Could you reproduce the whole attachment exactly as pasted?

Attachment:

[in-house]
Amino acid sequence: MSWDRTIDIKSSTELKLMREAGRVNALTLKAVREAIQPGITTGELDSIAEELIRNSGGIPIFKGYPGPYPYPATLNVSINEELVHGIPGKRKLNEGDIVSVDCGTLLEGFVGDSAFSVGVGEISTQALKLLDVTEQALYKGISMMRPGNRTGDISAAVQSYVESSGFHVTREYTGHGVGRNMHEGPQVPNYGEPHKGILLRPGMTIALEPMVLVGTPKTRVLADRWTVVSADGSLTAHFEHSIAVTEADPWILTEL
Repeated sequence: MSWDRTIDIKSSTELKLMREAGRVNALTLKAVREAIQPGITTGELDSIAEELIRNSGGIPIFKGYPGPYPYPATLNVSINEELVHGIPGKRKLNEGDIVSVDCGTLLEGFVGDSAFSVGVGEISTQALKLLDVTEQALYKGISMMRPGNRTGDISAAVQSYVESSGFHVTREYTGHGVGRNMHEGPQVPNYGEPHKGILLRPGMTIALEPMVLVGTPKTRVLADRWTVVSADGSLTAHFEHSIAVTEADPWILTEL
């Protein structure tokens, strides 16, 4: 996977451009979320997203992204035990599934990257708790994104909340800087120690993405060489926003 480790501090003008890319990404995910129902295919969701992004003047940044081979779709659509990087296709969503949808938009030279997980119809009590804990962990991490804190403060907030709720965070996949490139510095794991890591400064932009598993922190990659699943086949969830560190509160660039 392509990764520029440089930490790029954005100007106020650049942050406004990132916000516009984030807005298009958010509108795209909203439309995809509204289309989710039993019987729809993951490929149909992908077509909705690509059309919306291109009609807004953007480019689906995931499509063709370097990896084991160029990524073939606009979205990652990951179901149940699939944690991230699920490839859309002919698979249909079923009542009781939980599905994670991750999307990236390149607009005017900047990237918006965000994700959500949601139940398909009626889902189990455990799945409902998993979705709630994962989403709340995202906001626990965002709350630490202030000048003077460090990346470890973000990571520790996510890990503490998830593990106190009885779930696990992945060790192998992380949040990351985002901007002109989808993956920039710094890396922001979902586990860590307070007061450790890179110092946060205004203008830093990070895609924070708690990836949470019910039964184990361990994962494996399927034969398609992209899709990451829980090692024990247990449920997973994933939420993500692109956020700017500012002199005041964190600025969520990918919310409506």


[in-house]
Amino acid sequence: MSWDRTIDIKSSTELKLMREAGRVNALTLKAVREAIQPGITTGELDSIAEELIRNSGGIPIFKGYPGPYPYPATLNVSINEELVHGIPGKRKLNEGDIVSVDCGTLLEGFVGDSAFSVGVGEISTQALKLLDVTEQALYKGISMMRPGNRTGDISAAVQSYVESSGFHVTREYTGHGVGRNMHEGPQVPNYGEPHKGILLRPGMTIALEPMVLVGTPKTRVLADRWTVVSADGSLTAHFEHSIAVTEADPWILTEL
Repeated sequence: MSWDRTIDIKSSTELKLMREAGRVNALTLKAVREAIQPGITTGELDSIAEELIRNSGGIPIFKGYPGPYPYPATLNVSINEELVHGIPGKRKLNEGDIVSVDCGTLLEGFVGDSAFSVGVGEISTQALKLLDVTEQALYKGISMMRPGNRTGDISAAVQSYVESSGFHVTREYTGHGVGRNMHEGPQVPNYGEPHKGILLRPGMTIALEPMVLVGTPKTRVLADRWTVVSADGSLTAHFEHSIAVTEADPWILTEL
């Protein structure tokens, strides 16, 4: 996977451009979320997203992204035990599934990257708790994104909340800087120690993405060489926003 480790501090003008890319990404995910129902295919969701992004003047940044081979779709659509990087296709969503949808938009030279997980119809009590804990962990991490804190403060907030709720965070996949490139510095794991890591400064932009598993922190990659699943086949969830560190509160660039 392509990764520029440089930490790029954005100007106020650049942050406004990132916000516009984030807005298009958010509108795209909203439309995809509204289309989710039993019987729809993951490929149909992908077509909705690509059309919306291109009609807004953007480019689906995931499509063709370097990896084991160029990524073939606009979205990652990951179901149940699939944690991230699920490839859309002919698979249909079923009542009781939980599905994670991750999307990236390149607009005017900047990237918006965000994700959500949601139940398909009626889902189990455990799945409902998993979705709630994962989403709340995202906001626990965002709350630490202030000048003077460090990346470890973000990571520790996510890990503490998830593990106190009885779930696990992945060790192998992380949040990351985002901007002109989808993956920039710094890396922001979902586990860590307070007061450790890179110092946060205004203008830093990070895609924070708690990836949470019910039964184990361990994962494996399927034969398609992209899709990451829980090692024990247990449920997973994933939420993500692109956020700017500012002199005041964190600025969520990918919310409506």